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  • Anne Cotterell

Using Dialogue to Generate Collective Wisdom



How often is your thinking pre-planned so there are ‘no surprises’? Maybe your intention is to win an argument, provide your opinion or analyse information. Is anxiety, distrust or politics getting in the way of an honest conversation? What happens when your way of approaching something is very different to someone else? How resourceful are your conversations when it comes to working with uncertainty and tension?


Our way of working is increasingly complex and interdependent and cannot be understood or responded to by individuals alone. The gestalt wisdom of the group is required – when the collective wisdom of the group becomes larger than the sum of its individual parts. Yet cultivating collective wisdom requires bringing a curious mindset to conversations and an openness for inquiry into the unknown.


Most of the talking we do occurs in the form of a discussion or debate. Discussion means to ‘break apart’, which is what happens to our communication when we hold onto and defend our differences or when we seek to win our point across without considering it in relation to other perspectives. Holding the belief ‘may the best person win’ creates a stance, it polarizes perspectives and breaks down the opportunity for creativity.


More effective dialogue is needed to harness peoples’ collective wisdom and find answers within the uncertainty, paradoxes and tensions that cannot be found through monologue, linear or pre-planned thinking.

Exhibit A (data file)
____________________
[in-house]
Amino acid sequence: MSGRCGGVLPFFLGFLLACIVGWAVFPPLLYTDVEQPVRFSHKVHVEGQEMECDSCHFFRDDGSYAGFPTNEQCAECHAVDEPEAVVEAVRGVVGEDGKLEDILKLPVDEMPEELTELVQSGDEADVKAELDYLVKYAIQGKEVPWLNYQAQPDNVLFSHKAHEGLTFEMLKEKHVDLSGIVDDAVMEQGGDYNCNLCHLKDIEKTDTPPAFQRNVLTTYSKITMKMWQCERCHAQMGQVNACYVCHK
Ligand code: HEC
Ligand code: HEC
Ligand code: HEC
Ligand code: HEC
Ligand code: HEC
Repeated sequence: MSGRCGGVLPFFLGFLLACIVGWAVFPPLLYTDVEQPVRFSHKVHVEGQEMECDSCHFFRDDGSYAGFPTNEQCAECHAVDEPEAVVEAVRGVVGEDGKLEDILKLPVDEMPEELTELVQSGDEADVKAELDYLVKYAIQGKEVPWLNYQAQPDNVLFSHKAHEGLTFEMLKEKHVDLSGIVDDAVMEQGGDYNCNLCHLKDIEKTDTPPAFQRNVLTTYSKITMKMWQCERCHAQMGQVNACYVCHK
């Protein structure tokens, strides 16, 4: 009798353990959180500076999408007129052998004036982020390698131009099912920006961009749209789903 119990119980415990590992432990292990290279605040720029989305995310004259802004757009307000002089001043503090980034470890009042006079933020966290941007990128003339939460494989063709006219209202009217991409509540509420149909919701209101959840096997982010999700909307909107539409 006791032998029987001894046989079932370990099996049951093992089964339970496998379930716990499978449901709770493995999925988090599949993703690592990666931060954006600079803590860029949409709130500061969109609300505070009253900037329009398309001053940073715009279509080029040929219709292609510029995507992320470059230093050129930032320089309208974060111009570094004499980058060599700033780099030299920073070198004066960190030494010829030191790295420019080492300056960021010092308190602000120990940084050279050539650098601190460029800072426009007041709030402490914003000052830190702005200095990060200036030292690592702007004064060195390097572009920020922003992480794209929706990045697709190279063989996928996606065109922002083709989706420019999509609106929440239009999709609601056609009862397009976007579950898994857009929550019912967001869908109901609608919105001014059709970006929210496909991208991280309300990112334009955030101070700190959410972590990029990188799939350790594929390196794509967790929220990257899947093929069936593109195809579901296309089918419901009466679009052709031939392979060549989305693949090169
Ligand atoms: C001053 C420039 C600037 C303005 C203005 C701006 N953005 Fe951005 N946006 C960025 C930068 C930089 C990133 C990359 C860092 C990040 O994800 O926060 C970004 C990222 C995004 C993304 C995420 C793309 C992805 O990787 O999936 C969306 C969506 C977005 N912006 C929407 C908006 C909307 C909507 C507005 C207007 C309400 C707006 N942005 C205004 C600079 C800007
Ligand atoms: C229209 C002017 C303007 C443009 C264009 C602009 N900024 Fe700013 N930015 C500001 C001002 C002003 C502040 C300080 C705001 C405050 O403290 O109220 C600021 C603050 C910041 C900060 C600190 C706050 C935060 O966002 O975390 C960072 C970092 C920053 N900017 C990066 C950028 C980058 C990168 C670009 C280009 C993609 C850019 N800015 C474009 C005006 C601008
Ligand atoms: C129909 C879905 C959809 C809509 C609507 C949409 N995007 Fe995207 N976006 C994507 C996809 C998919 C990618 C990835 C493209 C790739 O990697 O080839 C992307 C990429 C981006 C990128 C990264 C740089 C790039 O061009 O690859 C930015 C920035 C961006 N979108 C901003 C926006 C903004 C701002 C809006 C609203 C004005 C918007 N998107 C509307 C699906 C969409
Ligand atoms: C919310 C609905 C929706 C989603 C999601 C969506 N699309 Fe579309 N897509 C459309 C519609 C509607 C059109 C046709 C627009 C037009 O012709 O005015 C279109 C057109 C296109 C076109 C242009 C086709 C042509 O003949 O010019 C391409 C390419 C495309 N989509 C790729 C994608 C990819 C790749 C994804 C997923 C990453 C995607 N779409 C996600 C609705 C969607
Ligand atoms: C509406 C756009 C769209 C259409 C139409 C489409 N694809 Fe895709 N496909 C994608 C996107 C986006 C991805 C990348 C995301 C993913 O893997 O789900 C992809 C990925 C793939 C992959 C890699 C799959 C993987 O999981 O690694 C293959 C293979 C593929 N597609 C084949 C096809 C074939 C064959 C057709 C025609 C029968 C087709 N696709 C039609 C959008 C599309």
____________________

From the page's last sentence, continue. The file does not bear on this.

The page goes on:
Dialogue, defined as ‘flow of meaning’, is a relational inquiry that explores the uncertainties and questions that nobody has answers to. It harnesses collective thinking to surface multiple perspectives, ideas and understandings. It leans us into the energy (tension) of our differences, judgements and assumptions to reveal collective wisdom.


An approach to relational inquiry through dialogue is provided by David Kantor. In his Four Player Model, David describes four action roles that support the process of dialogue and group functioning.



The balance of all action roles is necessary for the system of dialogue to function. The system of dialogue becomes unbalanced when roles are missing or preferenced over others (e.g. creating stuck sequences like move-oppose, move-oppose), or when there is limited flexibility within the group to adapt or change roles.


While people tend to have a preferred role they lean towards, ideally individuals learn to embody any of the four action roles and facilitate their activation in others.


Given this, what can you do to facilitate high quality dialogue?

1. Recognise which roles are being played and which are missing. Either adopt the missing role(s) yourself or encourage others to do so.

2. Notice when the system is moving away from dialogue to discussion or debate, and seek to restore the balance.

3. Listen deeply and consider when the system needs to move from Advocacy (Moving and Opposing) to Inquiry (Bystanding and Following).

4. Encourage and bring multiple perspectives to the dialogue.


Fig.1. Using an integral quadrants lens to bring multiple perspectives to dialogue

By fostering collective inquiry and leaving agendas at the doorstep, dialogue extends our relational thinking from within contexts and silos to between contexts, acknowledging the implicit interdependencies at play. It provides a foundation for exploring uncertainty and tension, generating the collective wisdom to uncover the answers within.




References

https://www.kantorinstitute.com/approach, accessed September 21, 2019

Summary of David Kantor’s Four-Player Model of Communication. Michael J Yacovane. http://www.yacavone.com/pdf/KantorFourPlayerSummaryV2.pdf, accessed September 21, 2019

https://integrallife.com/four-quadrants/, accessed September 21, 2019

William Isaacs (1999). Dialogic Leadership. The Systems Thinker, Volume 10(1). Pegasus Communications.

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